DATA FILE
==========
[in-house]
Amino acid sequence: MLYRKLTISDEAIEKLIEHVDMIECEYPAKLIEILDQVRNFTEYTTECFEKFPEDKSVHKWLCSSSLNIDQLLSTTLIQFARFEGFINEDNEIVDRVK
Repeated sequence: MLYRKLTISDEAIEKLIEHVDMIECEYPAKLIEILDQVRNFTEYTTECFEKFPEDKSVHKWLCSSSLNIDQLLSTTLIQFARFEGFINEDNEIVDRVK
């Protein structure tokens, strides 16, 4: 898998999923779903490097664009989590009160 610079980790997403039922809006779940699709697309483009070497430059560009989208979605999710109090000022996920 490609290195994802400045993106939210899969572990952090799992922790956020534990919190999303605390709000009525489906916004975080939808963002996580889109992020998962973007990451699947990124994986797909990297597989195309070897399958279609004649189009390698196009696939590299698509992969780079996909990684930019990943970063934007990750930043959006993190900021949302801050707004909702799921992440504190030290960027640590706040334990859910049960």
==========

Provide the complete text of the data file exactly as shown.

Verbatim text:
[in-house]
Amino acid sequence: MLYRKLTISDEAIEKLIEHVDMIECEYPAKLIEILDQVRNFTEYTTECFEKFPEDKSVHKWLCSSSLNIDQLLSTTLIQFARFEGFINEDNEIVDRVK
Repeated sequence: MLYRKLTISDEAIEKLIEHVDMIECEYPAKLIEILDQVRNFTEYTTECFEKFPEDKSVHKWLCSSSLNIDQLLSTTLIQFARFEGFINEDNEIVDRVK
């Protein structure tokens, strides 16, 4: 898998999923779903490097664009989590009160 610079980790997403039922809006779940699709697309483009070497430059560009989208979605999710109090000022996920 490609290195994802400045993106939210899969572990952090799992922790956020534990919190999303605390709000009525489906916004975080939808963002996580889109992020998962973007990451699947990124994986797909990297597989195309070897399958279609004649189009390698196009696939590299698509992969780079996909990684930019990943970063934007990750930043959006993190900021949302801050707004909702799921992440504190030290960027640590706040334990859910049960």